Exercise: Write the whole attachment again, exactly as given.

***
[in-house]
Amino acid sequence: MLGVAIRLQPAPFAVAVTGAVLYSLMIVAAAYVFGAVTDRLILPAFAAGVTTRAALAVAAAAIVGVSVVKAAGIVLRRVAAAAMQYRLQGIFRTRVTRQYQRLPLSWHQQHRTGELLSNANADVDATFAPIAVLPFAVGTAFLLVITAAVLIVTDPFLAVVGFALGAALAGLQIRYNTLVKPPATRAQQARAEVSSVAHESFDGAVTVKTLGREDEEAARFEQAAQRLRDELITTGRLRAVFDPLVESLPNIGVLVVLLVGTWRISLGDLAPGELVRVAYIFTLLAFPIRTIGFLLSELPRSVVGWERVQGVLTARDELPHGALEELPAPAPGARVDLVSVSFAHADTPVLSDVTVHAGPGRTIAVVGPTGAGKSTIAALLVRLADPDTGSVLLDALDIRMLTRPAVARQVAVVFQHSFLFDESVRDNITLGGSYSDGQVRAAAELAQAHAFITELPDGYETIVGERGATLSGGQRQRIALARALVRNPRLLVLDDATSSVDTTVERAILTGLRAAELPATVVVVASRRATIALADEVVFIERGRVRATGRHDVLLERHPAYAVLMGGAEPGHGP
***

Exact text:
[in-house]
Amino acid sequence: MLGVAIRLQPAPFAVAVTGAVLYSLMIVAAAYVFGAVTDRLILPAFAAGVTTRAALAVAAAAIVGVSVVKAAGIVLRRVAAAAMQYRLQGIFRTRVTRQYQRLPLSWHQQHRTGELLSNANADVDATFAPIAVLPFAVGTAFLLVITAAVLIVTDPFLAVVGFALGAALAGLQIRYNTLVKPPATRAQQARAEVSSVAHESFDGAVTVKTLGREDEEAARFEQAAQRLRDELITTGRLRAVFDPLVESLPNIGVLVVLLVGTWRISLGDLAPGELVRVAYIFTLLAFPIRTIGFLLSELPRSVVGWERVQGVLTARDELPHGALEELPAPAPGARVDLVSVSFAHADTPVLSDVTVHAGPGRTIAVVGPTGAGKSTIAALLVRLADPDTGSVLLDALDIRMLTRPAVARQVAVVFQHSFLFDESVRDNITLGGSYSDGQVRAAAELAQAHAFITELPDGYETIVGERGATLSGGQRQRIALARALVRNPRLLVLDDATSSVDTTVERAILTGLRAAELPATVVVVASRRATIALADEVVFIERGRVRATGRHDVLLERHPAYAVLMGGAEPGHGP